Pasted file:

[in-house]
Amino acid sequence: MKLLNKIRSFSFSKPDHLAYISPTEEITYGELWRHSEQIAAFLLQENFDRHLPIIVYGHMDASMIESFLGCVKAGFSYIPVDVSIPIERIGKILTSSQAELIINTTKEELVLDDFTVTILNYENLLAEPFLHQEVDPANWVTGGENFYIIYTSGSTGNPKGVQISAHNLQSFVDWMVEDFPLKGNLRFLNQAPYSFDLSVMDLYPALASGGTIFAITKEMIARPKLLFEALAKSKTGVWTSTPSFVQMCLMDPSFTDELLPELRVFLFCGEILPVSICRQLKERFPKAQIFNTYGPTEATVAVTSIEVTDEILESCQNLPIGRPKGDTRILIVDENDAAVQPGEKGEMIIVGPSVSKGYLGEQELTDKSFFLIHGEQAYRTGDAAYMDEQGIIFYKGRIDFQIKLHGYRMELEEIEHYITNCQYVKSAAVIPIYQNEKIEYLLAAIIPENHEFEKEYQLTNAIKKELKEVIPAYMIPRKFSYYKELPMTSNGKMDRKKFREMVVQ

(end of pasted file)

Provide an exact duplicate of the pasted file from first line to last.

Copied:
[in-house]
Amino acid sequence: MKLLNKIRSFSFSKPDHLAYISPTEEITYGELWRHSEQIAAFLLQENFDRHLPIIVYGHMDASMIESFLGCVKAGFSYIPVDVSIPIERIGKILTSSQAELIINTTKEELVLDDFTVTILNYENLLAEPFLHQEVDPANWVTGGENFYIIYTSGSTGNPKGVQISAHNLQSFVDWMVEDFPLKGNLRFLNQAPYSFDLSVMDLYPALASGGTIFAITKEMIARPKLLFEALAKSKTGVWTSTPSFVQMCLMDPSFTDELLPELRVFLFCGEILPVSICRQLKERFPKAQIFNTYGPTEATVAVTSIEVTDEILESCQNLPIGRPKGDTRILIVDENDAAVQPGEKGEMIIVGPSVSKGYLGEQELTDKSFFLIHGEQAYRTGDAAYMDEQGIIFYKGRIDFQIKLHGYRMELEEIEHYITNCQYVKSAAVIPIYQNEKIEYLLAAIIPENHEFEKEYQLTNAIKKELKEVIPAYMIPRKFSYYKELPMTSNGKMDRKKFREMVVQ